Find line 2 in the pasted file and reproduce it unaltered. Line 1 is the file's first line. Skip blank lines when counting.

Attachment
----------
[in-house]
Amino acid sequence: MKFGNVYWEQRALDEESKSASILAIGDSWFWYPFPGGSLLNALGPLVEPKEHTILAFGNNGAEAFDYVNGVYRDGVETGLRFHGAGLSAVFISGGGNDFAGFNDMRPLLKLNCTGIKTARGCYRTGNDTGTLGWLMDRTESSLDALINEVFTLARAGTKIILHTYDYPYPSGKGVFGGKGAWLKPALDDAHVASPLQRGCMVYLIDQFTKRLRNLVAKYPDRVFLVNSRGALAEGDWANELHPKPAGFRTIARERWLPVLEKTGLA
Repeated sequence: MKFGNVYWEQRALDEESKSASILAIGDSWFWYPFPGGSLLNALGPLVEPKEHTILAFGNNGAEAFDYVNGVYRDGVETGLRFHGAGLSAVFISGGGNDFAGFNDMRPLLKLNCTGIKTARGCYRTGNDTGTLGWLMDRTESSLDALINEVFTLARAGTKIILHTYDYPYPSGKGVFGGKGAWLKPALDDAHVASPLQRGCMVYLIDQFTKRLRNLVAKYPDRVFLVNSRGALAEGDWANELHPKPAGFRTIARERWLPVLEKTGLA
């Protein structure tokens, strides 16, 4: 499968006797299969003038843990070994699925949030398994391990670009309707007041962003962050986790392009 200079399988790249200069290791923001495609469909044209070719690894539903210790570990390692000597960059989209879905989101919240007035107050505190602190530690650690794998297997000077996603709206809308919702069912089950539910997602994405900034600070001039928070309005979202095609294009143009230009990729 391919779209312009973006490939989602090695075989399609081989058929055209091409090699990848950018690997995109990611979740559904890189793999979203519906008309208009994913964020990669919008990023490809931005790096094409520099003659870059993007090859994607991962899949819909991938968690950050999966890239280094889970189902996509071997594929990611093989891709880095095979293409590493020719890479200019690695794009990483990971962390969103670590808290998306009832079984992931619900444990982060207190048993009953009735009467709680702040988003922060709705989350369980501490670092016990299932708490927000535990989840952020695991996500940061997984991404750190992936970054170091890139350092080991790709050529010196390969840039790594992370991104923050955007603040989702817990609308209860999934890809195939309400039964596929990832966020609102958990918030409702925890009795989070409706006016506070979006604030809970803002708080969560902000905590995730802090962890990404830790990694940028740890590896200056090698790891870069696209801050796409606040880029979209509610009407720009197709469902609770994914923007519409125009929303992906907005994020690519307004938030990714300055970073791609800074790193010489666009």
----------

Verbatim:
Amino acid sequence: MKFGNVYWEQRALDEESKSASILAIGDSWFWYPFPGGSLLNALGPLVEPKEHTILAFGNNGAEAFDYVNGVYRDGVETGLRFHGAGLSAVFISGGGNDFAGFNDMRPLLKLNCTGIKTARGCYRTGNDTGTLGWLMDRTESSLDALINEVFTLARAGTKIILHTYDYPYPSGKGVFGGKGAWLKPALDDAHVASPLQRGCMVYLIDQFTKRLRNLVAKYPDRVFLVNSRGALAEGDWANELHPKPAGFRTIARERWLPVLEKTGLA